Evaluating and Interpreting Deep Convolutional Neural Networks via Non-negative Matrix Factorization

With ever greater computational resources and more accessible software, deep neural networks have become ubiquitous across industry and academia. Their remarkable ability to generalize to new samples defies the conventional view, which holds that complex, over-parameterized networks would be prone to overfitting. This apparent discrepancy is exacerbated by our inability to inspect and interpret the high-dimensional, non-linear, latent representations they learn, which has led many to refer to neural networks as ``black-boxes''. The Law of Parsimony states that ``simpler solutions are more likely to be correct than complex ones''. Since they perform quite well in practice, a natural question to ask, then, is in what way are neural networks simple? We propose that compression is the answer. Since good generalization requires invariance to irrelevant variations in the input, it is necessary for a network to discard this irrelevant information. As a result, semantically similar samples are mapped to similar representations in neural network deep feature space, where they form simple, low-dimensional structures. Conversely, a network that overfits relies on memorizing individual samples. Such a network cannot discard information as easily. In this thesis we characterize the difference between such networks using the non-negative rank of activation matrices. Relying on the non-negativity of rectified-linear units, the non-negative rank is the smallest number that admits an exact non-negative matrix factorization. We derive an upper bound on the amount of memorization in terms of the non-negative rank, and show it is a natural complexity measure for rectified-linear units. With a focus on deep convolutional neural networks trained to perform object recognition, we show that the two non-negative factors derived from deep network layers decompose the information held therein in an interpretable way. The first of these factors provides heatmaps which highlight similarly encoded regions within an input image or image set. We find that these networks learn to detect semantic parts and form a hierarchy, such that parts are further broken down into sub-parts. We quantitatively evaluate the semantic quality of these heatmaps by using them to perform semantic co-segmentation and co-localization. In spite of the convolutional network we use being trained solely with image-level labels, we achieve results comparable or better than domain-specific state-of-the-art methods for these tasks. The second non-negative factor provides a bag-of-concepts representation for an image or image set. We use this representation to derive global image descriptors for images in a large collection. With these descriptors in hand, we perform two variations content-based image retrieval, i.e. reverse image search. Using information from one of the non-negative matrix factors we obtain descriptors which are suitable for finding semantically related images, i.e., belonging to the same semantic category as the query image. Combining information from both non-negative factors, however, yields descriptors that are suitable for finding other images of the specific instance depicted in the query image, where we again achieve state-of-the-art performance.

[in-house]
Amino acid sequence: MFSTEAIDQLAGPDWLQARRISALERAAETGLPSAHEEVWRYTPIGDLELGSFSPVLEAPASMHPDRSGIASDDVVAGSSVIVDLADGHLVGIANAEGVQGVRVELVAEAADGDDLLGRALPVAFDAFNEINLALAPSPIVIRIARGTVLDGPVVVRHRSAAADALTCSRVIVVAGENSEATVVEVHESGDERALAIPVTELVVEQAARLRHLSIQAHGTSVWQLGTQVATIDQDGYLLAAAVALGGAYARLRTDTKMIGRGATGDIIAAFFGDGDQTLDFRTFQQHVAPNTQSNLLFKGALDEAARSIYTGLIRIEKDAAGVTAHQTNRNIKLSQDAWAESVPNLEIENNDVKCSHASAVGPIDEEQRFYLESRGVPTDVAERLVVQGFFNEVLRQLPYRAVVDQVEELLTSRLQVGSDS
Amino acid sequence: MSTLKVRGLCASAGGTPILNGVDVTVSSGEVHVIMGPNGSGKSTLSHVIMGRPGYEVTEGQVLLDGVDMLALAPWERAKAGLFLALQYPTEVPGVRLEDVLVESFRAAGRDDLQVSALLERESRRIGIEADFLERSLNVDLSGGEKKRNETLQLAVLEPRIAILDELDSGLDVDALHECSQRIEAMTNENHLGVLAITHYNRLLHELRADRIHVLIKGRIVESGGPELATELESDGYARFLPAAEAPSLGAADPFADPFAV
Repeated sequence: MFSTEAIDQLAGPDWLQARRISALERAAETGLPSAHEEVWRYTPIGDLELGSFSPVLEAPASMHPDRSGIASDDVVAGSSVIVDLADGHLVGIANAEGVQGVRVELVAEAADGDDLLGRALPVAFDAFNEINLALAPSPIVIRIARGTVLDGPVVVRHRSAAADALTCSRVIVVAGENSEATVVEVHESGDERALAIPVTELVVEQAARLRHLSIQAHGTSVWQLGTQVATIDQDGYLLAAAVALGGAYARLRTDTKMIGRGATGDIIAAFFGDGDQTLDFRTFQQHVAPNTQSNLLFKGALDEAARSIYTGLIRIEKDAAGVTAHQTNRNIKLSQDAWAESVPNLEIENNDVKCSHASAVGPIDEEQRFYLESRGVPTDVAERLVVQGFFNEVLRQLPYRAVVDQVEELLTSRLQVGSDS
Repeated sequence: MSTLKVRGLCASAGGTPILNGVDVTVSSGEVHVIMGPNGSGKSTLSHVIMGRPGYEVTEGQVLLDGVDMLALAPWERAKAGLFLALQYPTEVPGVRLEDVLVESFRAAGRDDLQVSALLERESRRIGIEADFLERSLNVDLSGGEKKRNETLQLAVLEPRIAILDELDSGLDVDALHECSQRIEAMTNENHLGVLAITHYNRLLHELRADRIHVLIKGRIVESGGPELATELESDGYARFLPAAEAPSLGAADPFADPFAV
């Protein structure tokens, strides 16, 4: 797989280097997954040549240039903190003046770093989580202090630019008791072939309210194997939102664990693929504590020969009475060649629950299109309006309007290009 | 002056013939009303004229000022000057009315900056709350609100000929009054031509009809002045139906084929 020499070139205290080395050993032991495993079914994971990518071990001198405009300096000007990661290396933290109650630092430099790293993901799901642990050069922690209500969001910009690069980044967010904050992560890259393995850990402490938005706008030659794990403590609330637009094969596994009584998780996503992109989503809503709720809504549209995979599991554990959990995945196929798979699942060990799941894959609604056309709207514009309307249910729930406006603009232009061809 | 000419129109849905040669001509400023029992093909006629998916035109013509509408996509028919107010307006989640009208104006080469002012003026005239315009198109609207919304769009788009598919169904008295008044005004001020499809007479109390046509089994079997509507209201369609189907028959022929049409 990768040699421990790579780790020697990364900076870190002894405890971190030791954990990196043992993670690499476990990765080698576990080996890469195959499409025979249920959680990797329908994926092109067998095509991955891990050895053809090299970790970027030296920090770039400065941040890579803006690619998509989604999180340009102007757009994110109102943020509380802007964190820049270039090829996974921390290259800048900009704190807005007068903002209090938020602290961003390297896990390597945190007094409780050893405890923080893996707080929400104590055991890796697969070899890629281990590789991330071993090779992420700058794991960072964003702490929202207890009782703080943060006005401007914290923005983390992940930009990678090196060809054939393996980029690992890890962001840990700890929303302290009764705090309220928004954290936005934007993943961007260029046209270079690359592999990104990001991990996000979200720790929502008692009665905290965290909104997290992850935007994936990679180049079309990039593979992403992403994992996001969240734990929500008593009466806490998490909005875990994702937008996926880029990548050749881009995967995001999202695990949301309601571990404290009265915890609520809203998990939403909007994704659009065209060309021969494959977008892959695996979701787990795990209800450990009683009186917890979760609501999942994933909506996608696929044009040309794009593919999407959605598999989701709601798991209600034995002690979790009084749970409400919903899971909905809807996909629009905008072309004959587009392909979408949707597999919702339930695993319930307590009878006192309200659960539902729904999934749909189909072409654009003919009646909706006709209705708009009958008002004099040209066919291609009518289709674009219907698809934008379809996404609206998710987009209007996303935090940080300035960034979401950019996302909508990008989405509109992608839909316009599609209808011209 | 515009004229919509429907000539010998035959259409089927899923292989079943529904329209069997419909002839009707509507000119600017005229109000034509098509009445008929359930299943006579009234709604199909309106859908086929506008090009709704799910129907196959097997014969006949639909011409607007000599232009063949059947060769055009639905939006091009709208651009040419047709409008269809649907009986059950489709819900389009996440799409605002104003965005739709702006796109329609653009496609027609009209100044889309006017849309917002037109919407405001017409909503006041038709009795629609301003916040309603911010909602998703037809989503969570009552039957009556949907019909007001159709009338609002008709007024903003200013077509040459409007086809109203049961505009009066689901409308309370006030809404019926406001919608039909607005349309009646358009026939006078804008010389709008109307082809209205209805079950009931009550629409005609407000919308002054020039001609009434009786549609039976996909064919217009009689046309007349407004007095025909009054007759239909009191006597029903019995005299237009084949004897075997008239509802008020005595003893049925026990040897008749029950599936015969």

Süsstrunk, Sabine
Lausanne, EPFL

 Record created 2019-06-13, last modified 2019-07-08

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